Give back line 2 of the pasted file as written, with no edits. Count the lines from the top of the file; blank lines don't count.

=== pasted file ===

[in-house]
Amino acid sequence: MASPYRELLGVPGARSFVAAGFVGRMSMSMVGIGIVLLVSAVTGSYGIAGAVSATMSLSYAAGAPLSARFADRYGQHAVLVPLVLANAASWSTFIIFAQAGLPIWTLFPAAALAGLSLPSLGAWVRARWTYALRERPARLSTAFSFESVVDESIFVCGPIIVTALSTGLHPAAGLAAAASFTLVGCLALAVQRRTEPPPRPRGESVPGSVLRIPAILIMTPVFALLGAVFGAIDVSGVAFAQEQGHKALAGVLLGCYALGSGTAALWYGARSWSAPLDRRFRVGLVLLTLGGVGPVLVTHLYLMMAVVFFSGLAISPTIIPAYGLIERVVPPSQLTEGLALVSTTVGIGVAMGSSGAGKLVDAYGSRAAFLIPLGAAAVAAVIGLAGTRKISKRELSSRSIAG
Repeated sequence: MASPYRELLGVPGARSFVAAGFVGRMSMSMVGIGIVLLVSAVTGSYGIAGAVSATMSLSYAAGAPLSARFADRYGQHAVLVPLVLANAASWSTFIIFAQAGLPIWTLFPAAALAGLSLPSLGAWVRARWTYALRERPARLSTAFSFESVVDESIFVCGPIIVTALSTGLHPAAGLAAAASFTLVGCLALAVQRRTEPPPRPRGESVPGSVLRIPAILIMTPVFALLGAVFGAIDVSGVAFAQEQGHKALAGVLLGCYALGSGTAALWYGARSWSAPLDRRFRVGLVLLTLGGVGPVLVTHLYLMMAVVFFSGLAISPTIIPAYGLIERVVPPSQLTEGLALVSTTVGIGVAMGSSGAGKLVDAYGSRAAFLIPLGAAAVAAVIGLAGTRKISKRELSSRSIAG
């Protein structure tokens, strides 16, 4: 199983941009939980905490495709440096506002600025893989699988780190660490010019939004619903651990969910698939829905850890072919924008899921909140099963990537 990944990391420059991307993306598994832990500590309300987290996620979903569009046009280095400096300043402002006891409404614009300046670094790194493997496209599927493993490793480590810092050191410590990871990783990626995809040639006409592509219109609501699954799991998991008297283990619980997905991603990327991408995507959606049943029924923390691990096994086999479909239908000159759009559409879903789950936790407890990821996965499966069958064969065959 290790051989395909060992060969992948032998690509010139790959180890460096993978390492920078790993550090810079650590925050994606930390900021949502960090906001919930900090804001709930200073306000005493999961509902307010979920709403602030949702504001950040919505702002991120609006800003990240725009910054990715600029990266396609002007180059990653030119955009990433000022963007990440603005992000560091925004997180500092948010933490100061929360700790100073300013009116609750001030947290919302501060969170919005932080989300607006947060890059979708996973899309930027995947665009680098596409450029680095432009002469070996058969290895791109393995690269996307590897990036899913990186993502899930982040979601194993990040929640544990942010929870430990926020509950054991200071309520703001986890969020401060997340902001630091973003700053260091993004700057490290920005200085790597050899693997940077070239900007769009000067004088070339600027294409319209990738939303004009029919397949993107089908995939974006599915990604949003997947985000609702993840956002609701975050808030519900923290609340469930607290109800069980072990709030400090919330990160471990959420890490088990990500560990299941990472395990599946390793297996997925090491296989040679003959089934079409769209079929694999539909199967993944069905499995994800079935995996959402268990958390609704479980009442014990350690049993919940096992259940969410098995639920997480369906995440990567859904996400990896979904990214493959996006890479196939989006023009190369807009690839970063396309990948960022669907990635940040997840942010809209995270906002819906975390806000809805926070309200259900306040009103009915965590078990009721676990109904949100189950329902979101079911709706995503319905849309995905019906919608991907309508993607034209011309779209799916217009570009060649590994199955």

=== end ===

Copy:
Amino acid sequence: MASPYRELLGVPGARSFVAAGFVGRMSMSMVGIGIVLLVSAVTGSYGIAGAVSATMSLSYAAGAPLSARFADRYGQHAVLVPLVLANAASWSTFIIFAQAGLPIWTLFPAAALAGLSLPSLGAWVRARWTYALRERPARLSTAFSFESVVDESIFVCGPIIVTALSTGLHPAAGLAAAASFTLVGCLALAVQRRTEPPPRPRGESVPGSVLRIPAILIMTPVFALLGAVFGAIDVSGVAFAQEQGHKALAGVLLGCYALGSGTAALWYGARSWSAPLDRRFRVGLVLLTLGGVGPVLVTHLYLMMAVVFFSGLAISPTIIPAYGLIERVVPPSQLTEGLALVSTTVGIGVAMGSSGAGKLVDAYGSRAAFLIPLGAAAVAAVIGLAGTRKISKRELSSRSIAG